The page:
In less than a month, Jonathan Bailey, Cathay Pacific's Israel country manager for the past two and a half years, will pack his bags and move on to his next job in the company: digital manager of the airports in which it operates throughout the world. Bailey first landed in Israel in January 2017, and inaugurated Cathay Pacific's first flight to the country within a record two months. Cathay Pacific now operates a daily flight on the Tel Aviv-Hong Kong route.
Before the arrival of one of the world's most highly acclaimed airlines, El Al had a monopoly on the route. Competition has since had its usual effect - the volume of passengers to Hong Kong has risen. In 2016, before Cathay Pacific entered the market, the number of roundtrip passengers on direct flights to Hong Kong was 118,000. At the end of 2017, a mere nine months after Cathay Pacific began operating its route, passenger traffic to Hong Kong had reached 200,000. This grew to 245,000 by the end of 2018, 51% of whom flew on Cathay Pacific. Actually, since the Hong Kong-based airline launched its Tel Aviv route, not only has the number of passengers flying to Hong Kong spurted, but Bailey says that even passengers more use Hong Kong as a hub and fly onwards to other destinations, primarily in Japan.
"The Israeli market is truly unique," Bailey tells "Globes." "I felt like I was founding an aviation startup in the startup nation. Cathay Pacific decided to open a route to Israel in October 2016. The original plan was to launch an initial flight in March 2016, but due to scheduling issues, the launch was pushed back further."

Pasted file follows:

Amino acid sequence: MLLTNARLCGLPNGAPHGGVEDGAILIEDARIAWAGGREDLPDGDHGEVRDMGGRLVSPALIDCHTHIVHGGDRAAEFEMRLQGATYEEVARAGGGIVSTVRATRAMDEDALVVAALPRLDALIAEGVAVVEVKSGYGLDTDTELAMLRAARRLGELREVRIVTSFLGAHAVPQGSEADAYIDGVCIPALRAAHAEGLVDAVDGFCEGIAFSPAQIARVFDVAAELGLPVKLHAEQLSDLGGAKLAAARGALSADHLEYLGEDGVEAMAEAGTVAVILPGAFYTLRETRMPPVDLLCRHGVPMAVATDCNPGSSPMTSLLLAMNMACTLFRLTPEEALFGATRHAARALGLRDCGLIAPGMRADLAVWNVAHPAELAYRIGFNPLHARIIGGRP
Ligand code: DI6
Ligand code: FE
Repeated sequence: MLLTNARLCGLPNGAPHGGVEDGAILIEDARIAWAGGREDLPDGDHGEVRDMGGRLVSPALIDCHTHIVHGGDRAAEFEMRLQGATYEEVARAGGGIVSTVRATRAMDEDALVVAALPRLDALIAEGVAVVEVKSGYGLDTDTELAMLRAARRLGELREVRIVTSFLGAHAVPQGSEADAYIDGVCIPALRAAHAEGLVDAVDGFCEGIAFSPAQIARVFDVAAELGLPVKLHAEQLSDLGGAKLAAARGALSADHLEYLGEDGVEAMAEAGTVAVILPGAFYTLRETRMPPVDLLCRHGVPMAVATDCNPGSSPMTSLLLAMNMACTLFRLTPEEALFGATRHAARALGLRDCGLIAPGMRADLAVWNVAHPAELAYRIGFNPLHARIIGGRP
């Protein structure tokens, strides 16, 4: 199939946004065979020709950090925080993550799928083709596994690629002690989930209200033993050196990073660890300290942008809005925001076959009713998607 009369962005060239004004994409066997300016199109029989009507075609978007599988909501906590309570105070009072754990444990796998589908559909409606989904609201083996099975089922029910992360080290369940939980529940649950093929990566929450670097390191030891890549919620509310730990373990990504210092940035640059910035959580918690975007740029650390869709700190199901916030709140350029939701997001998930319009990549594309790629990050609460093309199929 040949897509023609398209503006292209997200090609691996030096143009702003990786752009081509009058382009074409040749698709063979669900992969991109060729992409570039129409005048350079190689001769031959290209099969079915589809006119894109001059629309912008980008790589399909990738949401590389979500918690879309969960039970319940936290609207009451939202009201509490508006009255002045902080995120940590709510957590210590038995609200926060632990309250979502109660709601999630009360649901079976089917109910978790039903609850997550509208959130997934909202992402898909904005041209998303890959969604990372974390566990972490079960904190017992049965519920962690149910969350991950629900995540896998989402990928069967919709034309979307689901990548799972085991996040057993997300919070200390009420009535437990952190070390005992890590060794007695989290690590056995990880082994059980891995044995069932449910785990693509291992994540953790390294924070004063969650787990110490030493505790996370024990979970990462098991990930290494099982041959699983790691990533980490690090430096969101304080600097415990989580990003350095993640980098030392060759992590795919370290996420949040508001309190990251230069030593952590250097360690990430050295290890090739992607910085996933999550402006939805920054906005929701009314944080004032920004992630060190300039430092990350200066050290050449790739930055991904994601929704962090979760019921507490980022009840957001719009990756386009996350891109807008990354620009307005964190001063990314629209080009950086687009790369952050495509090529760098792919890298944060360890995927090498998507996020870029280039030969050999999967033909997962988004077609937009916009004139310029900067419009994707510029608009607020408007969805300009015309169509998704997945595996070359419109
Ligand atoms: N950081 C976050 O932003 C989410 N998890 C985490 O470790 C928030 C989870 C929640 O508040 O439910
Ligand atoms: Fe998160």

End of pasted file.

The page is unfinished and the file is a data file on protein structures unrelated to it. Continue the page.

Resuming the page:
The decision to open the route was by the airline, with no prompting from the Ministry of Tourism, as happened with other airlines. Furthermore, since El Al already had a flight on the route, Cathay Pacific did not receive the grant that the Ministry of Tourism gives to airlines opening routes to new destinations (€250,000 a year for each new route). Cathay Pacific did ask for the grant, and was turned down, but in retrospect, it made no real difference. "The route to Tel Aviv has been one of the most successful of Cathay Pacific's long routes," Bailey says, "at least since I joined the airline eight years ago."
"Globes": According to what criteria is this success measured? By profits?
Bailey: Yes, but not only that. We have an excellent afternoon takeoff slot that is convenient for businesspeople, at a time when Ben Gurion Airport is less crowded. We seek feedback from our passengers about their experience at the airport, and Ben Gurion Airport regularly gets the highest mark."
Are most of your passengers Israeli citizens?
"Over a third of our passengers are Israeli citizens. We also have a lot of Australians traveling to Israel. The majority of the Israeli passengers continue to other destinations, mostly to Japan, followed by Sydney, Singapore, Taipei, and Vietnam."
Your competition in Israel is not only against El Al, but also against Russian airline Aeroflot and Turkish Airlines, which are regularly on the list of the five strongest airlines in Israel. Most of their activity consists of connection flights, mainly to destinations in the Far East.
"We nevertheless regard El Al as our biggest competitor, because it has agreements for connection flights with airlines in East Asia. El Al will launch a direct route to Japan, starting in March 2020. For me, this is good, because El Al is promoting Japan as a destination, and we also profit from this. Our advantage is that we can provide links for passengers flying all over Japan. Cathay Pacific runs 20 flights a day from Hong Kong to eight airports in Japan. This provides flexibility that other airlines can't offer. Our flight to Haneda in Tokyo is also the most convenient for business people versus the more traditional Narita flight. Haneda is much closer to Tokyo's city center and for businesspeople that saved time is significant.
But the price is what matters, not the timetable of another hour of travel time from the airport.